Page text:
4. Let set for a few hours serve at room temperature.

Note: The caponata can be stored in the refrigerator for several days in a glass or ceramic container closed with a lid. Before consuming, leave it at room temperature.  -Paola

 

 

 

 

Spaghetti alla Puttanesca (Spaghetti Puttanesca)

26 Feb

Spaghetti puttanesca is a tasty and piquant dish. It is one of the more popular recipes of Italian cuisine, originally from Lazio and Campania but now spread all over the world. This recipe, fast and simple, is prepared with fresh tomatoes, garlic, olives, anchovies, capers and red chili pepper. The moderate amount of anchovies gives a slight fishy taste to this recipe without overpowering the distinct flavor of the other ingredients. The term puttanesca comes from a legend in which the “brothels” served this appetizing and aphrodisiac dish to attract customers. In fact, you may already know of the stimulating, vasodilator and aphrodisiac properties of red chili pepper (Capsicum annum). In addition to these effects, this spice has other healthy benefits: it is an antibacterial and antifungal agent, it is rich in vitamins C and E, it helps digestion, and it is a strong antioxidant. This plant is indigenous to America and was used by the natives there in ancient times (5500 BC) in several dishes. In Europe, the red chili was brought back by Christopher Columbus and it is now one of the main spices of the Mediterranean cuisine. It is used especially in Italy’s southern regions to prepare various recipes, adding flavor and spiciness to many dishes. In fact, the name Capsicum, seems to come from the Greek word “kapto“, to bite, referring to one biting his tongue because the strong taste.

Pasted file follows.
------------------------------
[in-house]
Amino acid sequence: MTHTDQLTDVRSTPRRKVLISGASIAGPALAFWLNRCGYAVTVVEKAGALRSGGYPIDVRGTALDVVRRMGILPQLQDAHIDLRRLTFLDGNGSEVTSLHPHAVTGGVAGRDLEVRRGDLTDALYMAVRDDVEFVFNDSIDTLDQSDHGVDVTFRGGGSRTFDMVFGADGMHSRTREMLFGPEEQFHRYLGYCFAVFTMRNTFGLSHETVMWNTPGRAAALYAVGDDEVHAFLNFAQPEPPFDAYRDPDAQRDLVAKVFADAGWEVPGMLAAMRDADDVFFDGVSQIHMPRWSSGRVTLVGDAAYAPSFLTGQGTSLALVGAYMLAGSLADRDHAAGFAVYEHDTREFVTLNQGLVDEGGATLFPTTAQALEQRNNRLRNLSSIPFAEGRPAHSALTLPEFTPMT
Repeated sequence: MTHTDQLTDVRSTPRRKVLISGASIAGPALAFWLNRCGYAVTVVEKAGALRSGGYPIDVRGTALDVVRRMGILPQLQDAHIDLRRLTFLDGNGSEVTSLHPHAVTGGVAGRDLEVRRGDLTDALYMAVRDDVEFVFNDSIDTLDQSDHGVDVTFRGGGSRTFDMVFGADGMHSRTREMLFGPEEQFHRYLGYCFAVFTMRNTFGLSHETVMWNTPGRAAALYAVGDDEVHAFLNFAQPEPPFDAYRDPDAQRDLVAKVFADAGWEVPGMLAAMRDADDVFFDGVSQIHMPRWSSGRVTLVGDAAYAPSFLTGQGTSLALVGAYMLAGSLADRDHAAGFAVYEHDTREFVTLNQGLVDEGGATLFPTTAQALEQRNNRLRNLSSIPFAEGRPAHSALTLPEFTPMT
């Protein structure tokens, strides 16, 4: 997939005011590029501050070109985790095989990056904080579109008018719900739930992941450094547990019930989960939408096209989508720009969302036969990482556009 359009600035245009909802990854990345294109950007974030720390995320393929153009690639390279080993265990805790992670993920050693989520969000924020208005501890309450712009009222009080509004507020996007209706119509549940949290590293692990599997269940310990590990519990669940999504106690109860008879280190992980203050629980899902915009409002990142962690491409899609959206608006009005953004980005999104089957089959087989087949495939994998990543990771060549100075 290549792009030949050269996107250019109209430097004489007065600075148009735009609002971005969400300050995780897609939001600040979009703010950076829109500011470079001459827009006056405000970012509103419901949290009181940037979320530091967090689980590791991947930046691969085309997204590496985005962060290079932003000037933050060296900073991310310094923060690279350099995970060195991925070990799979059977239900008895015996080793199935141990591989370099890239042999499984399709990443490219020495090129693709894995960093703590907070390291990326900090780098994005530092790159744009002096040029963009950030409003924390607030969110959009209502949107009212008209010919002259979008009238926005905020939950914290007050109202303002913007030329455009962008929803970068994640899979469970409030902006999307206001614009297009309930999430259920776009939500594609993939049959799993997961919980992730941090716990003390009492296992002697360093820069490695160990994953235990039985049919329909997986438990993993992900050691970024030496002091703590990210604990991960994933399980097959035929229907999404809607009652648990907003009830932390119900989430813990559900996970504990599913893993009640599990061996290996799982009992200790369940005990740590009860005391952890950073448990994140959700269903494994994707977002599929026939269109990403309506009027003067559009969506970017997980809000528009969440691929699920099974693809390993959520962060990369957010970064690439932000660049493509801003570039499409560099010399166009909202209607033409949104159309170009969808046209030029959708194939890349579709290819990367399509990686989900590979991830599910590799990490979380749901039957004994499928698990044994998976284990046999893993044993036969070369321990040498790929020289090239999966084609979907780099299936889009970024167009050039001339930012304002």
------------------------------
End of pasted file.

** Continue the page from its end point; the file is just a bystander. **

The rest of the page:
SPAGHETTI ALLA PUTTANESCA (SPAGHETTI PUTTANESCA)
Preparation time: 20 minutes           Cooking time: 10 minutes            Servings: 4

Spaghetti Puttanesca

INGREDIENTS
340 g (12 oz) spaghetti (artisanal pasta)
600 g (21 oz) ripe tomatoes, S. Marzano or Roma (peeled and diced)
75 ml (5 tbsp) olive oil (Extra Virgin)
2 cloves garlic (crushed)
110 g (¾ cup) black olives or green olives (pitted and sliced)
3 tablespoons Taggiasche olives
3 tablespoons capers (preserved in salt)
8 anchovy fillets (preserved in salt, coarsely chopped)
1-2 dried red chili pepper (finely chopped)
1 tablespoon parsley (finely chopped)

DIRECTIONS
1. Blanche the tomatoes in boiling water, peel and cut into cubes
2. Rinse capers and anchovies under running water. Pat dry with paper. Cut anchovies coarsely
3. Cut black olives into slices
4. In a saucepan, bring 3 liters of salt water to boil
5. In a non-stick skillet on medium-low heat sautè with olive oil garlic, olives, capers and anchovies. Add the tomatoes and red chili pepper, and cook over medium heat for approx. 15 minutes. Add the parsley